Sociologist Margaret Hunter defines the term ‘colorism’ as being: “a process that privileges light-skinned people of color over dark in areas such as income, education, housing, and the marriage market” (237), colorism is essentially a notion that promotes the practice of skin color stratification and is inherently prevalent and linked to brown skin communities. Skin lightening practices have become increasingly common among Black celebrities as well as ordinary Black women across Africa. All throughout the African continent, certain bodies are privileged above others on the basis of the skin color complex. Evidently, light-skinned bodies are positioned at a more advantageous standing, both socially and economically within Black communities, while on the other hand ,darker-skinned individuals are seen and treated as being less desirable and inferior. Hunter points out that: “Research demonstrates that light-skinned people have clear advantages in these areas, even when controlling for other background variables” (237), additionally Hunter also reveals that: “ dark-skinned people of color are typically regarded as more ethnically authentic or legitimate than light-skinned people” (237). Therefore, it is important to note that colorism is a post-colonial ideal and explicitly reflects the cultural legacy of colonialism that continues to exist within the Black community; it is a direct manifestation of a racially discriminative system that has formulated a popular culture mired in latent psychological beliefs reinforcing ideas pertaining to the inferiority of Black people.

Motseki also affirms that the practice of skin bleaching can be traced to a psychological mis-orientation and even mental disturbance, noting that: “the colonial psyche has created a feeling of low self-worth resulting in low self-esteem among Black populations as they occupied the lowest rung of the colonial hierarchy” (41). Moreover, the prevalence of colorism throughout African popular culture not only provides an unfortunate basis for self-hatred within Black African communities, it also poses as a threat towards biogenetic blackness as well as solidarity and unity among Black Africans as a whole.  Motseki’s study holds that: “skin bleaching is accurately interpreted as a profound attack on genetic blackness and by extension African descendants.”(41). Finally, it should be noted that, while Black people continue to discriminate against one another based on the ‘skin color complex’ enforced by pop culture: “multibillion-dollar skin bleaching and cosmetic surgery industries” (Hunter 237), continue to flourish at the expense of the Black population.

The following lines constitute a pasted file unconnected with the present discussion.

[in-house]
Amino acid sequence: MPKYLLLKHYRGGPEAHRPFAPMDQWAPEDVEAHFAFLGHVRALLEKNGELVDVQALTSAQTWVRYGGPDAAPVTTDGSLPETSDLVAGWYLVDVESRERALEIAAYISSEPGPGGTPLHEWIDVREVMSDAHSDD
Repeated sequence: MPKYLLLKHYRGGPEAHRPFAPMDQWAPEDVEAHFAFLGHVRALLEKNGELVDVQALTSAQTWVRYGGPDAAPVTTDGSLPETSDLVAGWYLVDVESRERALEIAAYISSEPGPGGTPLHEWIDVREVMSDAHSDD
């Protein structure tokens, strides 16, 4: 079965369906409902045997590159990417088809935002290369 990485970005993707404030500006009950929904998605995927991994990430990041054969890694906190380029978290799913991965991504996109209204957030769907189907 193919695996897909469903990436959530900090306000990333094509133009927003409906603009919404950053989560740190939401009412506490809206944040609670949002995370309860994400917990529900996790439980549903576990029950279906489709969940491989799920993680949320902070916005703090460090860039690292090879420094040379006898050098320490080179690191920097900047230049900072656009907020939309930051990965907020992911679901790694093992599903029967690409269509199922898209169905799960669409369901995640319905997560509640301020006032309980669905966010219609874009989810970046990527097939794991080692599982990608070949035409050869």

The African Body in popular culture- Weaves, body types and fetishizing of the African body in media

Media and marketing tend to propagate a ‘one-size-fits-all’ prototype image comprised of a thin physical make-up. It is precisely this ‘slim’ prototype image that gets cast by a large majority of advertising campaigns as being the perfect body image, particularly in terms of femininity and female excellence. Many young women in South Africa look to pop culture to tell them what is considered beautiful or acceptable in society, therefore, the perpetuation of these overly specific and confining beauty ideals regarding the body inevitably generates an unhealthy infatuation and romanticizing of celebrity bodies. Airbrushed images featuring celebrity figures are presented by the media and revered as being the ideal body type (usually slim), these cultural sentiments regarding the body bombard woman continuously and in many cases result in plus-sized and even average-sized woman acquiring feelings of body-dissatisfaction, lowered self-esteem and in some cases even developing eating disorders.

South Africa is a country that still suffers some of the effects of its brutal apartheid past. As a result of the country’s racially discriminative history, underlying limiting beliefs still linger on a psychological level among the nation and remain prevalent within the culture. Particularly, the sentiment expressed towards Black South African women is that their natural bodies and African features are not good enough as they are. It is unfortunate that even on the African continent, these women are constantly faced with the challenge of having to ‘fix’ and change their natural characteristics to conform to pop culture’s latest definition of ‘Black beauty’.